We are excited to share the inspiring story of Jonathan Coveney! His story is one of a kind. Drop us a note if you want to share your story! – Jared
I grew up in the suburbs of Dallas, Texas…a stark contrast to my adult life. My father is a network engineer, my mother worked in non-profits, and that combined with my younger sister and I make our family of 4. Although my mother is Venezuelan, I never learned Spanish because I rebelled at the age of 4, an opportunity I felt I missed!
After studying Business and Computer Science at the University of Pennsylvania, I spent a year in Uruguay living with relatives. That year was very formational for me…I had studied Spanish for a long time but in a very halfhearted way as I had always felt that Spanish was a birth-right that had been denied to me…and I guess I felt ashamed about it. However, being there forced me to get over that and just dive into the language, something that helped me lay the groundwork for tackling Mandarin. After my time in Uruguay, which was beautiful, difficult, challenging and transformational, I went off to join the work force!
I’ve since worked and moved around among a number of companies. My first job was at Credit Suisse, went to comScore as a data analyst, got a job at Twitter, then my quarter life crisis found me working for Spotify in Sweden, then back to Twitter in San Francisco, then a relationship with a Chinese American woman (FORESHADOWING) led me New York also working for Twitter, then for the hedge fund Two Sigma, next onto Stripe where many of my friends from Twitter had gone to, and then onto Google, after which I up and moved to China! I guess by personality I just sort of…I do things 100% or 0%. It’s a blessing and a curse. I’m bad at balance. But when I focus, I just can’t do something half-heartedly.
I started learning because of my ex-girlfriend who I moved to New York to be with. She is a New Yorker through and through, but grew up in China till the age of 5. Although her mom could speak fairly basic English, her dad didn’t. We would go to her parent’s house fairly regularly for meals, but my girlfriend was not inclined to translate what they said. Usually after some long-heated exchange between her and her parents, I’d ask what they said and she would say, “oh, nothing, nothing important.” Me and that girlfriend were fairly serious, so I wanted to be able to have my own relationship with her parents. My father never learned Spanish, and after having learned Spanish as an adult and finally being able to have my own relationship with my maternal extended family, I basically resolved I would never have such important people in my life that I couldn’t talk to. It always saddens me to think that my father has extended family through my mother for over 35 years that he doesn’t know. Although at times they have lived in close proximity, he just does not know them. I’ve oft times reflected on my grandfather from my mother’s side who was sort of the patriarch of the family. We never had much of a close relationship as a child because I didn’t speak Spanish. He has since passed away and while I lived with relatives in Uruguay learning Spanish, I heard all of these stories about his sense of humor, his good, his bad, and I resolved to never let that happen again.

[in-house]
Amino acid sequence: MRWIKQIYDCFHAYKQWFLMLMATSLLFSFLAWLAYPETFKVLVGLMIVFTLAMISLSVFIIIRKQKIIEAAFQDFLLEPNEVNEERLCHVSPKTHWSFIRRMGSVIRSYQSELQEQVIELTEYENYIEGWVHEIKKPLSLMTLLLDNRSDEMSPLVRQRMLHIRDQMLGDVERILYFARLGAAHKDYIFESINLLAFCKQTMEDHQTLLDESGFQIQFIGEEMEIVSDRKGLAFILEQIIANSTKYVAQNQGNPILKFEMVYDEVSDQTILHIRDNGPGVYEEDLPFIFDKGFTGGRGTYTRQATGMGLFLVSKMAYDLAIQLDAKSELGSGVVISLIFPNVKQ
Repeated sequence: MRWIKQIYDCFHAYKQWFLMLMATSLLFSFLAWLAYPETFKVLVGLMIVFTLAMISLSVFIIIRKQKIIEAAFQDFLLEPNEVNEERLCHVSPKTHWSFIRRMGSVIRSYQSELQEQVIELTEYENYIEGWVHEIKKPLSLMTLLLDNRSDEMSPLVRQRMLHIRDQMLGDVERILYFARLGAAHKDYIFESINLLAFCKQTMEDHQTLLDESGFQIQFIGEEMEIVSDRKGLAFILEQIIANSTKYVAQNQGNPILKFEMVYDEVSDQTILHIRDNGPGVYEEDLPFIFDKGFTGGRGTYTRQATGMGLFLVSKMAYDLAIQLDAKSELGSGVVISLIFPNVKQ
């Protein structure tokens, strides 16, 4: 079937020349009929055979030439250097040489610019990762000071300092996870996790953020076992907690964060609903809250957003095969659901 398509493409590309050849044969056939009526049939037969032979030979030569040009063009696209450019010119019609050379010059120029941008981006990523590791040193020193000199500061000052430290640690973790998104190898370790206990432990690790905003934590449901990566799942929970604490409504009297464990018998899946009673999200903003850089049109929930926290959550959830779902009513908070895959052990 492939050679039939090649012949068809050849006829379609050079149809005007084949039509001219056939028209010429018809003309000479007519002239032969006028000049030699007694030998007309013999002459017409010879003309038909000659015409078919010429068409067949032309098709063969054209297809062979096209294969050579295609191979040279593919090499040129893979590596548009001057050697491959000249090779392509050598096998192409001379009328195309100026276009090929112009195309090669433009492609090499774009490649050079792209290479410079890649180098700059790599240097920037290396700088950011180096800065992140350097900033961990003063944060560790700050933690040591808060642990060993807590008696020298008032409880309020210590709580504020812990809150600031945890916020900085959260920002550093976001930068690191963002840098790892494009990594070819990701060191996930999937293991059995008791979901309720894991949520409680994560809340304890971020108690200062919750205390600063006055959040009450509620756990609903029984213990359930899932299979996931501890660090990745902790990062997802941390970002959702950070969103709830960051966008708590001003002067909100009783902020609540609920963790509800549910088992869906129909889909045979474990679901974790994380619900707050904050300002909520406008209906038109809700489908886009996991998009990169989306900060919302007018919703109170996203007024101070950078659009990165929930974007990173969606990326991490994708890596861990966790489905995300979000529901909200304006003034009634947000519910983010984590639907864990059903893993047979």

My girlfriends’ parents were very touched that they were a big reason for me learning Chinese and were always very, very nice to me! While this was a major motivating factor, there were also many others that provided me with the fuel to study. Perhaps an understated factor at that time was the fact that I currently didn’t have any big obsession! Work was steady but frustrating and I wanted an intellectual outlet I could pour myself into. I had also made many Chinese-American friends in college and had many Chinese coworkers at my job.
My apartment in New York at the time had a pretty big living room and you could usually find me on the couch, studying while my girlfriend would work on her various crafts. I had been studying a textbook and flashcards for maybe 8-9 months
At this time, I was feeling a bit burnt out on Chinese…I was sticking with it, but I had been studying with a textbook and flashcards for about 9 months, however I would frequently study 30-40 hours per week on top of my full-time job. You could say I had really gotten “into” studying Chinese. I was using flashcard programs to study a boatload of lists with random vocab. I would use the Chinese Text Analyzer to add vocab from novels I wanted to read. I made a lot of mistakes and I spent a LOT of time doing data entry in Anki. A LOT of time.
However, I felt like I would never be able to read anything of value. The characters are a huge challenge and, as someone who loves reading, it felt really sad that it would take so long to read anything worth reading. One day I was reading an article that mentioned the Mandarin Companion series while I was looking for graded readers in Chinese. My first impression, if I’m being honest, was “Dear god I hope these are better than Chinese Breeze!” Graded readers seemed to fill in a nice niche, and as I looked more into Mandarin Companion, it felt like…graded readers done right. Graded readers done by someone who cared about making them fun and interesting and compelling. Someone who didn’t just want to make a study tool, but making something someone would actually want to read!
That night I decided I would try and read Great Expectations. I started reading…and I felt something entirely familiar and yet entirely new: I was hooked. I love to read and that familiar call was alluring me to abandon myself to a new story, yet this feeling was different because I had never felt it before in Chinese. And yet as the story unfolded, I found myself caring…caring in a way I hadn’t had the chance to care about Chinese before. I had never read Great Expectations in English and even though it has been the source of inspiration for thousands of tropes that have been riffed in countless stories in popular culture, it gave the story a timeless appeal, an experience that became all my own.